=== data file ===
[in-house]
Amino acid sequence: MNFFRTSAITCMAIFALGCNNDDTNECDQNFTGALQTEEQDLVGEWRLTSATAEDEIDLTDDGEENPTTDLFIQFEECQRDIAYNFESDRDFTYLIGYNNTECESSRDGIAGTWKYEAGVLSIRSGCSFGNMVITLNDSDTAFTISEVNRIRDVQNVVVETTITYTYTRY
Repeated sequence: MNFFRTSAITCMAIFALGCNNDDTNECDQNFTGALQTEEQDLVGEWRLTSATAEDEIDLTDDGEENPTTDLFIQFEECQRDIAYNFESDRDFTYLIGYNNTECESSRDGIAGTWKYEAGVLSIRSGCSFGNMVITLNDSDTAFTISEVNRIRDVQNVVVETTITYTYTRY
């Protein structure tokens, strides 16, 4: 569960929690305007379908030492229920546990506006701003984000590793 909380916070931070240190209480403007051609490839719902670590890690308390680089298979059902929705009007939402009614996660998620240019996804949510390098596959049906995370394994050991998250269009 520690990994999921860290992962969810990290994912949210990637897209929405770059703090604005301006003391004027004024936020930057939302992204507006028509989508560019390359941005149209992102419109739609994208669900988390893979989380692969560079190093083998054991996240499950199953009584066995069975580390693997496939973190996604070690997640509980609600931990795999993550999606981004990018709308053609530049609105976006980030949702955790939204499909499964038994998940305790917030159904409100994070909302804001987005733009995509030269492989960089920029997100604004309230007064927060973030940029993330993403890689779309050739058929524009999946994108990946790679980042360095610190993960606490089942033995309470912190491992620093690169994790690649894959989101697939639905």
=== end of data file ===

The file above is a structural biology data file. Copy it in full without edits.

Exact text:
[in-house]
Amino acid sequence: MNFFRTSAITCMAIFALGCNNDDTNECDQNFTGALQTEEQDLVGEWRLTSATAEDEIDLTDDGEENPTTDLFIQFEECQRDIAYNFESDRDFTYLIGYNNTECESSRDGIAGTWKYEAGVLSIRSGCSFGNMVITLNDSDTAFTISEVNRIRDVQNVVVETTITYTYTRY
Repeated sequence: MNFFRTSAITCMAIFALGCNNDDTNECDQNFTGALQTEEQDLVGEWRLTSATAEDEIDLTDDGEENPTTDLFIQFEECQRDIAYNFESDRDFTYLIGYNNTECESSRDGIAGTWKYEAGVLSIRSGCSFGNMVITLNDSDTAFTISEVNRIRDVQNVVVETTITYTYTRY
């Protein structure tokens, strides 16, 4: 569960929690305007379908030492229920546990506006701003984000590793 909380916070931070240190209480403007051609490839719902670590890690308390680089298979059902929705009007939402009614996660998620240019996804949510390098596959049906995370394994050991998250269009 520690990994999921860290992962969810990290994912949210990637897209929405770059703090604005301006003391004027004024936020930057939302992204507006028509989508560019390359941005149209992102419109739609994208669900988390893979989380692969560079190093083998054991996240499950199953009584066995069975580390693997496939973190996604070690997640509980609600931990795999993550999606981004990018709308053609530049609105976006980030949702955790939204499909499964038994998940305790917030159904409100994070909302804001987005733009995509030269492989960089920029997100604004309230007064927060973030940029993330993403890689779309050739058929524009999946994108990946790679980042360095610190993960606490089942033995309470912190491992620093690169994790690649894959989101697939639905």